GBA Logo horizontal Facebook LinkedIn Email Pinterest Twitter Instagram YouTube Icon Navigation Search Icon Main Search Icon Video Play Icon Audio Play Icon Headphones Icon Plus Icon Minus Icon Check Icon Print Icon Picture icon Single Arrow Icon Double Arrow Icon Hamburger Icon TV Icon Close Icon Sorted Hamburger/Search Icon

Community and Q&A

Taming a 51 year old vented crawl space

User avatar
Steve Robertson | Posted in Energy Efficiency and Durability on

Based on the Martin’s article and related research in the links he provided, unventing my crawl space in the hot-humid southeast (Climate Zone 3A) seems like a good idea.

But if so, I would like to decouple the crawl space from the living space to hopefully improve the indoor air quality. That means IRC Option 1 which requires “continuously operated mechanical exhaust ventilation at a rate equal to 1 cfm for each 50 square feet of crawl space floor area”. That is a 20 cfm fan for my 1000 square feet of crawl space. Even with the potential problem noted in Martin’s article, the fan will “eventually conk out”, I’m still interested in this option first. I have two reasons for this but would appreciate your feedback on them. The first reason is that the house is located in an EPA radon Zone 1 (highest potential) county. (A short-term radon test is underway.) I believe the research has shown that the unvented crawl space has higher radon levels. But unless I missed it, none of the test houses had radon mitigation. I’m willing to install a radon mitigation system in my house. Closing up the crawl space seems to include most of what is required for radon mitigation anyway. Although to complete the mitigation requires building a chase and installing the EPA recommended 4” PVC pipe. Finding a location for that is the hard part.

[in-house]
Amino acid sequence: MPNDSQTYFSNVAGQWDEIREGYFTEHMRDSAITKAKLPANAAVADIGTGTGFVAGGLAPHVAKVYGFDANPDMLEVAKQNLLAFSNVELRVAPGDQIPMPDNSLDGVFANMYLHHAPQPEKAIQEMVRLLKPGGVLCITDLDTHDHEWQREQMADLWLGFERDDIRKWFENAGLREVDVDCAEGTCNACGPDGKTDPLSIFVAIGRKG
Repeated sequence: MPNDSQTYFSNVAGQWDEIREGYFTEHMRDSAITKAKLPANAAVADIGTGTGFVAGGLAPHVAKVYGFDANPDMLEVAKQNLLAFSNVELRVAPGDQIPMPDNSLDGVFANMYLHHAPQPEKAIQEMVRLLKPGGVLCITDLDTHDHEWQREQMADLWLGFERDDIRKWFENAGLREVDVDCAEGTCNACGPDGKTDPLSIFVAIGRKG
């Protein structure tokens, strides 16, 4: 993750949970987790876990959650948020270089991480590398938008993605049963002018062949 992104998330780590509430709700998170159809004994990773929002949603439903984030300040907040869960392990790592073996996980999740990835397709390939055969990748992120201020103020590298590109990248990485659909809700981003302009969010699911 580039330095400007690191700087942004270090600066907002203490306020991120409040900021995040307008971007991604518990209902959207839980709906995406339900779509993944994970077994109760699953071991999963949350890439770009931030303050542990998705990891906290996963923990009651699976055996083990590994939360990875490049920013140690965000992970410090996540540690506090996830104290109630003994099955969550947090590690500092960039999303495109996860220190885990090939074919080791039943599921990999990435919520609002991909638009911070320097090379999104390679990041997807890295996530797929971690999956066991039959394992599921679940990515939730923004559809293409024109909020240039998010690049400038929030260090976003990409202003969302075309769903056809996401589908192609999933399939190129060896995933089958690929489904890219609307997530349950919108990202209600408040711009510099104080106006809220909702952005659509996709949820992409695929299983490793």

The second reason for the external exhaust fan is that the crawl space has been vented for the last 51 years. Although it is not mold ridden, how clean can it be made after living in the wild for that amount of time?

Assuming my reasoning is correct, should I try to seal the subfloor? The subfloor is 1 x 6 planking with gaps between the boards of 1/4 to 1/2 inch. The finished floor in most of the house is 3/4 x 2 1/4 oak over felt paper. On GBA, I have seen suggestions from taping and caulking the gaps to installing 1/2 inch plywood over the existing subfloor. The later of course requires removing the finished floors in my case. Also, the crawl space studies prefer no floor insulation so does that rule out close cell spray foam? I would prefer not to use spray foam just from a cost standpoint.

I was looking for a source for the crawl space exhaust fans. So far only the WSU study used crawl space exhaust fans. But it didn’t include any of the details on the fan.

The Building Energy Codes Resource Center has the following recommendation for the exhaust fan: